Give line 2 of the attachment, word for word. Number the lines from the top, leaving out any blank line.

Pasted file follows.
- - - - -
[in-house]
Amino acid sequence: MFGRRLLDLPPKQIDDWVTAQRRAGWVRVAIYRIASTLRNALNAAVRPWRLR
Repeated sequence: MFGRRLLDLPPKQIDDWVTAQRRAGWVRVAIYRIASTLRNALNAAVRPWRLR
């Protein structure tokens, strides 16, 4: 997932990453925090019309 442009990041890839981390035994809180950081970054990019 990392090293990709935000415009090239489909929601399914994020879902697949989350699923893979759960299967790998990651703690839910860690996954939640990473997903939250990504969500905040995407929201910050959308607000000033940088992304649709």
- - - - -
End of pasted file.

Amino acid sequence: MFGRRLLDLPPKQIDDWVTAQRRAGWVRVAIYRIASTLRNALNAAVRPWRLR